It is 25 years since Captain Sanjit Bhattacharjee went missing during a patrol at the India-Pakistan border.
Pakistan has never acknowledged his captivity.
Mrs Kamla Bhattacharjee, 81, is the mother of an Indian Army captain who has not returned home in 25 years.
Neither has he been seen or heard.
Captain Sanjit Bhattacharjee and Lance Naik Ram Bahadur Thapa were captured by Pakistan during a patrol along the International Border in Gujarat on April 20, 1997.
Nothing is known about Captain Bhattacharjee and Lance Naik Thapa since.
Captain Sanjit's mother Mrs Bhattacharjee filed a plea in the Supreme Court asking the government to bring her son home.
In her plea, Mrs Bhattacharjee said that the family had information that her son was held in Kot Lakhpat jail in Lahore.
Last week, in response, the government stated that the external affairs ministry has consistently pursued Captain Sanjit's case with Pakistan over the years. However, the government of Pakistan has never acknowledged the captain's presence in their custody.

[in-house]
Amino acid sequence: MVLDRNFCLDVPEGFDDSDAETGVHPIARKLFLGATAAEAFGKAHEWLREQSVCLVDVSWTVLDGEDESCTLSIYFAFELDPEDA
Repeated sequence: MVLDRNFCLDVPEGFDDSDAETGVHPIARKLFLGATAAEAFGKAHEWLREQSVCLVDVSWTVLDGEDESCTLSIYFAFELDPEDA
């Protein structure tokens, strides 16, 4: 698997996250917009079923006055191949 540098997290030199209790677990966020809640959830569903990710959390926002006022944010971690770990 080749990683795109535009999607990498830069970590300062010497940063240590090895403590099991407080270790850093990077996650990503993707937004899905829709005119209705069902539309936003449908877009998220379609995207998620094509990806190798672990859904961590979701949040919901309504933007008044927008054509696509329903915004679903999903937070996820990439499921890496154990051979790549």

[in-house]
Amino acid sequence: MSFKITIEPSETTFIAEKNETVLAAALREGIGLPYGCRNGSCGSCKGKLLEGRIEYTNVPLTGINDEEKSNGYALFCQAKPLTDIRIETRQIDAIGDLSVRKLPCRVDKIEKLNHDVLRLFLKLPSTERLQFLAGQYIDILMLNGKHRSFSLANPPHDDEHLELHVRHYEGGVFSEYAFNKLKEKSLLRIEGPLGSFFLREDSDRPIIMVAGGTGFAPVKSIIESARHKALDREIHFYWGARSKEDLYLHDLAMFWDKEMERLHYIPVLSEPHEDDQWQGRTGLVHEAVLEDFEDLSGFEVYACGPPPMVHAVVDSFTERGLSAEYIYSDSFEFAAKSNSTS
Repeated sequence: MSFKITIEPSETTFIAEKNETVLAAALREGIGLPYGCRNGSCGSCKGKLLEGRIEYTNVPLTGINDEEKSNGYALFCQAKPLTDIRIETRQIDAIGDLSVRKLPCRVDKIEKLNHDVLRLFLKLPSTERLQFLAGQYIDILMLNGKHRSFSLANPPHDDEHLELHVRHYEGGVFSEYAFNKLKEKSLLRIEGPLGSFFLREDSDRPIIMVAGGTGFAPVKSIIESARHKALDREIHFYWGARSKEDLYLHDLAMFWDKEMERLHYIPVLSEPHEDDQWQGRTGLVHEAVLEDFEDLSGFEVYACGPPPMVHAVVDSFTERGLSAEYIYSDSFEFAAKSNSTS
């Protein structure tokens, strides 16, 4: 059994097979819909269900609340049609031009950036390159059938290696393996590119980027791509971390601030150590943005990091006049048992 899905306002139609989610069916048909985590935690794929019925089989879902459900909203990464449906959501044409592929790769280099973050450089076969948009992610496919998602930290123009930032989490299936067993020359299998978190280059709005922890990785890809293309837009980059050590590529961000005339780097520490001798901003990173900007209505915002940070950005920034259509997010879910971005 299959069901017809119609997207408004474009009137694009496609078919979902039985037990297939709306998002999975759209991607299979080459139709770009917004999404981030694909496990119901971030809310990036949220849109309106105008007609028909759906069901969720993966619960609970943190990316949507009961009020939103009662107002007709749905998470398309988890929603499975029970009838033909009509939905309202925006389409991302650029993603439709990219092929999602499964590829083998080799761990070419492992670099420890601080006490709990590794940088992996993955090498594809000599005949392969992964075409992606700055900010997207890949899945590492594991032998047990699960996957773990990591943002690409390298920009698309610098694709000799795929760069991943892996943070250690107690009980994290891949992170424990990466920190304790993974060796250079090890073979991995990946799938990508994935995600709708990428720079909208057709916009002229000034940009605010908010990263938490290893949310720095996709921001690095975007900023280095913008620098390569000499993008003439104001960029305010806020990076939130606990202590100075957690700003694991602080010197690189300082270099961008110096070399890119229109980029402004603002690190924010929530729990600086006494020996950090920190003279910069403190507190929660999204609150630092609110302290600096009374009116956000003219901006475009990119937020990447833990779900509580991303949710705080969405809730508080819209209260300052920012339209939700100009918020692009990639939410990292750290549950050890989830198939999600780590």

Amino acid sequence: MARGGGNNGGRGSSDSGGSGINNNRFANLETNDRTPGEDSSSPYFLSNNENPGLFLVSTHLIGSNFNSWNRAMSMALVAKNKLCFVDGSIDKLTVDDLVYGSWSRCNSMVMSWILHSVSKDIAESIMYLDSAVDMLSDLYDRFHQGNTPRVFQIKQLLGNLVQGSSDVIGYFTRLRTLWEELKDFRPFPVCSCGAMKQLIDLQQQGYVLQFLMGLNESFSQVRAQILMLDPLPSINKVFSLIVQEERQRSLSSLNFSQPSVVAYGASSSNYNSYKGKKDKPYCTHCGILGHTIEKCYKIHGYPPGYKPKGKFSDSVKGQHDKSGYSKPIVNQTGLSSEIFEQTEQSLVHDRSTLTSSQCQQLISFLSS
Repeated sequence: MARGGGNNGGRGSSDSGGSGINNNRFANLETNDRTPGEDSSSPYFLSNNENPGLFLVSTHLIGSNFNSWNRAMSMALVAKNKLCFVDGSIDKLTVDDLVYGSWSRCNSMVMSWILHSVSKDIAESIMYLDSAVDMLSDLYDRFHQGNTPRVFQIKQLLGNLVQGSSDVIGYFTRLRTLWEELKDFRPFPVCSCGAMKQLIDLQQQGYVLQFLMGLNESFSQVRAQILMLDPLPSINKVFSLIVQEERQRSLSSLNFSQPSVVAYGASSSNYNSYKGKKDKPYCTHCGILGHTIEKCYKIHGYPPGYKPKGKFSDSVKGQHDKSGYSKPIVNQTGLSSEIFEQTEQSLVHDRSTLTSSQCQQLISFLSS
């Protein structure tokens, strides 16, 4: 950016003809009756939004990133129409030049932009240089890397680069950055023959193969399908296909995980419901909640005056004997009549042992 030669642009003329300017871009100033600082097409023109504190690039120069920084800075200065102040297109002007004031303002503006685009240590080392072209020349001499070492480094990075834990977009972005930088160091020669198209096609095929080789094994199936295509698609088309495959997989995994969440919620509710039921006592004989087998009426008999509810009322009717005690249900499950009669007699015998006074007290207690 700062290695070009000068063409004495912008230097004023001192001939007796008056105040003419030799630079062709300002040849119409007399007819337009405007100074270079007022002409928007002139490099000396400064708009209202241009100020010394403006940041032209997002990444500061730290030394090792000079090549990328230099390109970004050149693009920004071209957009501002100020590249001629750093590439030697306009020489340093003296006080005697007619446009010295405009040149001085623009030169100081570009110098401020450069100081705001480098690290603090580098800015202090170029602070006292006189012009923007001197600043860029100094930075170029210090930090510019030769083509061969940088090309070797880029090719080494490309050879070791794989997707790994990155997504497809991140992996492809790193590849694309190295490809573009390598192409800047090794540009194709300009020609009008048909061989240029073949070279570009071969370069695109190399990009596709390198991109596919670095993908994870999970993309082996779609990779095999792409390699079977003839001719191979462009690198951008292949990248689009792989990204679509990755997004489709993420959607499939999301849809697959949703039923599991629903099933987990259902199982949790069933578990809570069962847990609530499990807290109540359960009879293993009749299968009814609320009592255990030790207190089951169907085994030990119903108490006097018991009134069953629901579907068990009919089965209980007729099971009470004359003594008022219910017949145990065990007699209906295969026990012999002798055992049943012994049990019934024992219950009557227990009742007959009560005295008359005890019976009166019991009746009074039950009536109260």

There are 83 Indian defence personnel in captivity in Pakistan.
A bright and enthusiastic young officer, Captain Sanjit Bhattacharjee belongs to the Gorkha Regiment. He served around five years in the unit before he went missing.
Senior officers remember him as a man who was raring to go, never said no to any task entrusted to him and had a bright future ahead.
Since his family lived in Pune, the Bengali officer spoke fluent Marathi, apart from Gorkhali, the language of the troops of the Gorkha Regiment.
On a scorching hot day in April when temperatures in the Rann of Kutch are record-breaking, Captain Bhattacharjee had set out with his platoon of 17 men. Their reconnaissance task was to inspect some border pillars along the International Border.
The International Border separates India and Pakistan in Gujarat and Rajasthan. It is guarded by the Indian Army and the Border Security Force.
The Rann is a flat desert; in summer it is one of the country's hottest regions.
Captain Bhattachrjee's patrol comprised men from his unit and few others from supporting units.
The patrolling party was dropped in a vehicle at a post from where they had to start walking for around 100-120 kilometres. The patrol would have taken them 3-4 days.